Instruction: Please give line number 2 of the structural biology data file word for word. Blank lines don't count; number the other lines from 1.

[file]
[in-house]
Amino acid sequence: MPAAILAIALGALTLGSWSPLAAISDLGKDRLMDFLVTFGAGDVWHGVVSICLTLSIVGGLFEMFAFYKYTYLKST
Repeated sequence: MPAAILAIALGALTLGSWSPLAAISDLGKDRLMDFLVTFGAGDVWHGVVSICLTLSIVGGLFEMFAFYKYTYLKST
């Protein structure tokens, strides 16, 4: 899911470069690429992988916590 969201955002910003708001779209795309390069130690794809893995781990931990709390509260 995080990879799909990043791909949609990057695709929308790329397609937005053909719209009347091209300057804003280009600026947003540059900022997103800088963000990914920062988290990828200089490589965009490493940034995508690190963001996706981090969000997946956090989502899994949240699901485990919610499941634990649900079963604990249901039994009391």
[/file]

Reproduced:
Amino acid sequence: MPAAILAIALGALTLGSWSPLAAISDLGKDRLMDFLVTFGAGDVWHGVVSICLTLSIVGGLFEMFAFYKYTYLKST